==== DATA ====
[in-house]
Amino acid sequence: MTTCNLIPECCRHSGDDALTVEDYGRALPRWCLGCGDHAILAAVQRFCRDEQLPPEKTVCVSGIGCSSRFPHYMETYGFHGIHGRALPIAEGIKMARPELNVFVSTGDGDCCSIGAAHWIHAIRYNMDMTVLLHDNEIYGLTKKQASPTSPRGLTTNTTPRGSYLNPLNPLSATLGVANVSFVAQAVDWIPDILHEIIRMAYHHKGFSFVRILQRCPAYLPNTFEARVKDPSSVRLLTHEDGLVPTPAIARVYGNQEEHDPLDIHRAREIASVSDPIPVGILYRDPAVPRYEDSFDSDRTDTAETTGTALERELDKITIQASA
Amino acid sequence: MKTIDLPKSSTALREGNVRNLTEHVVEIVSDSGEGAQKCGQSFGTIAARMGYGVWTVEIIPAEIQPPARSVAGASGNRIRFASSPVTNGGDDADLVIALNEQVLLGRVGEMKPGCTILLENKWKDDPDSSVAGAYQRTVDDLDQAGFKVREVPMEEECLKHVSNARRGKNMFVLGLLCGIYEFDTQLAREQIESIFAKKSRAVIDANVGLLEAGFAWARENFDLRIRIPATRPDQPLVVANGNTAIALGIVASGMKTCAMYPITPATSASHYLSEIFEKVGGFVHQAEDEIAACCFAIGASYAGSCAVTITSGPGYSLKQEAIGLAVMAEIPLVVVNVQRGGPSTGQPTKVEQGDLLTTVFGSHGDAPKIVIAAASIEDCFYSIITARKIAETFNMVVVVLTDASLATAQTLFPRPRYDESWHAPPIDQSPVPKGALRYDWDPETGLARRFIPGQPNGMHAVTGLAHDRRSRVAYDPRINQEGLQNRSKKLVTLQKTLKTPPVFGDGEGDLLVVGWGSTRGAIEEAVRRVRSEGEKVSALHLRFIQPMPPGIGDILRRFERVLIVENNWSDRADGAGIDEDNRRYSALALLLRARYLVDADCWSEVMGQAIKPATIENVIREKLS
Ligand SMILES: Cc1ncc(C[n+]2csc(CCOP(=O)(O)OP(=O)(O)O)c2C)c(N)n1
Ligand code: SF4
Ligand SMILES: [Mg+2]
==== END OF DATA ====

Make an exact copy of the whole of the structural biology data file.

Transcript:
[in-house]
Amino acid sequence: MTTCNLIPECCRHSGDDALTVEDYGRALPRWCLGCGDHAILAAVQRFCRDEQLPPEKTVCVSGIGCSSRFPHYMETYGFHGIHGRALPIAEGIKMARPELNVFVSTGDGDCCSIGAAHWIHAIRYNMDMTVLLHDNEIYGLTKKQASPTSPRGLTTNTTPRGSYLNPLNPLSATLGVANVSFVAQAVDWIPDILHEIIRMAYHHKGFSFVRILQRCPAYLPNTFEARVKDPSSVRLLTHEDGLVPTPAIARVYGNQEEHDPLDIHRAREIASVSDPIPVGILYRDPAVPRYEDSFDSDRTDTAETTGTALERELDKITIQASA
Amino acid sequence: MKTIDLPKSSTALREGNVRNLTEHVVEIVSDSGEGAQKCGQSFGTIAARMGYGVWTVEIIPAEIQPPARSVAGASGNRIRFASSPVTNGGDDADLVIALNEQVLLGRVGEMKPGCTILLENKWKDDPDSSVAGAYQRTVDDLDQAGFKVREVPMEEECLKHVSNARRGKNMFVLGLLCGIYEFDTQLAREQIESIFAKKSRAVIDANVGLLEAGFAWARENFDLRIRIPATRPDQPLVVANGNTAIALGIVASGMKTCAMYPITPATSASHYLSEIFEKVGGFVHQAEDEIAACCFAIGASYAGSCAVTITSGPGYSLKQEAIGLAVMAEIPLVVVNVQRGGPSTGQPTKVEQGDLLTTVFGSHGDAPKIVIAAASIEDCFYSIITARKIAETFNMVVVVLTDASLATAQTLFPRPRYDESWHAPPIDQSPVPKGALRYDWDPETGLARRFIPGQPNGMHAVTGLAHDRRSRVAYDPRINQEGLQNRSKKLVTLQKTLKTPPVFGDGEGDLLVVGWGSTRGAIEEAVRRVRSEGEKVSALHLRFIQPMPPGIGDILRRFERVLIVENNWSDRADGAGIDEDNRRYSALALLLRARYLVDADCWSEVMGQAIKPATIENVIREKLS
Ligand SMILES: Cc1ncc(C[n+]2csc(CCOP(=O)(O)OP(=O)(O)O)c2C)c(N)n1
Ligand code: SF4
Ligand SMILES: [Mg+2]